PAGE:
It’s probably worth pointing out here, and before the conspiracy theorists reach for their tin-foil hats, that this sign-up process uses an API supplied by Linden Lab. This means that, just like all third-party TPVs, none of the gateways in the programme – Firestorm or anyone else – is storing or accessing the sign-up information a new user provides. The information is strictly between the user and the Lab. The only part of the sign-up information which can be accessed is the e-mail address: and that only for as long as it takes for an automated welcoming e-mail to be sent.
Providing the fields are correctly filled-out – error messages will be displayed at the foot of the input fields, although you may have to use the vertical slider to bring them into view thanks to the API – clicking Get Started will move you on to the next page, intended to step the user through downloading, installing and launching the viewer.
To me, this page presents some issues which perhaps need to be dealt with if it is to be as effective as might be hoped – I’ll come back to this a little later.
One thing established SL users are bound to note is that nowhere is there any opportunity for the new user to select an avatar.
This isn’t an oversight on the part of the Firestorm team – it is a result of having to use the “old” user sign-up API, which doesn’t have any hooks into the Avatar Picker seen on the Lab’s own sign-up pages. Thus, the first opportunity new users get to picker the gender of their avatar is after they have logged-in – and even then, they only initially get either the male or female default Character Test avatars which (a long while ago) replaced the infamous “Ruth”.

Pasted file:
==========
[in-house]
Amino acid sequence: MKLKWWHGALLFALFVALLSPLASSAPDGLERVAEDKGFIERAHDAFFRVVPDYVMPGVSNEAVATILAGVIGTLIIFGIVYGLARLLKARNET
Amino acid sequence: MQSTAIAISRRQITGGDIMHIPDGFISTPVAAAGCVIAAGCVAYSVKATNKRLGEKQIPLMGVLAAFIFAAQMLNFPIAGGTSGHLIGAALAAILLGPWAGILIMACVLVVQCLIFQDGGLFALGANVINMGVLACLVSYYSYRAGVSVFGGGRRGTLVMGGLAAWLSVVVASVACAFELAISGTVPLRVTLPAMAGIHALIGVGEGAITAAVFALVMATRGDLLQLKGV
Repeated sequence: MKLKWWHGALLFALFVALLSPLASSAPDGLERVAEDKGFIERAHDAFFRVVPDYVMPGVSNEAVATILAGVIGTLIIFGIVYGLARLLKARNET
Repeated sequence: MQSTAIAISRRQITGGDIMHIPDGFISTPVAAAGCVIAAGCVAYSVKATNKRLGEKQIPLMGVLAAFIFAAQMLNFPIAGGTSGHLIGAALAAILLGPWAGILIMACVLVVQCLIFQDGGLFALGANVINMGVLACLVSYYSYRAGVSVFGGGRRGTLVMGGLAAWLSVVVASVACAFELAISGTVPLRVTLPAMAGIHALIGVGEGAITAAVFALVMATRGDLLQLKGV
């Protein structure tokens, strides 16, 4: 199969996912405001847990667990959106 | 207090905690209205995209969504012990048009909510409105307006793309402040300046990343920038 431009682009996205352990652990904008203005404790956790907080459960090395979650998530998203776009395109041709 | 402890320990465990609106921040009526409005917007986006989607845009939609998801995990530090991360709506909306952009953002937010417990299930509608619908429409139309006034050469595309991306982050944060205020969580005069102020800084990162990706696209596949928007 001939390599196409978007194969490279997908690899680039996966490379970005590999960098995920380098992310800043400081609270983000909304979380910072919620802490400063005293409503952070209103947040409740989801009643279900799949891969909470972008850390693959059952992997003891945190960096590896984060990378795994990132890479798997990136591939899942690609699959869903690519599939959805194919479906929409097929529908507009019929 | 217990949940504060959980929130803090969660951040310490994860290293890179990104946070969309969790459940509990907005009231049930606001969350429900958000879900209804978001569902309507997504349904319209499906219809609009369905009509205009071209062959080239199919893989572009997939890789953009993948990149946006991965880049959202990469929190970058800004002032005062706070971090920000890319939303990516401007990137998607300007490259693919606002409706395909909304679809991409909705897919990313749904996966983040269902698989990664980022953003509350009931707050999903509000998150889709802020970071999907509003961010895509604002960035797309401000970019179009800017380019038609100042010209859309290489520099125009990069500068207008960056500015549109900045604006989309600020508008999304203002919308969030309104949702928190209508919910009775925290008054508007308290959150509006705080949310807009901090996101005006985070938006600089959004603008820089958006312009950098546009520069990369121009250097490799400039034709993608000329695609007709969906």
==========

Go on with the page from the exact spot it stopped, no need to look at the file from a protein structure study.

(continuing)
Obviously, this is far from ideal. First impressions count, and many people seeing their avatar for the first time and comparing it to the glossy images on the landing pages could end up feeling a tad bit aggrieved or disappointed and might even simply log off.
This issue has already been raised with the Lab, so hopefully, something can be done about it, either by providing the updated API with the avatar picker to those involved in the gateway programme, or by the Lab finding the means to present new users coming into SL via these gateways with at least one of the new “Classic” avatars instead of the Character Test versions.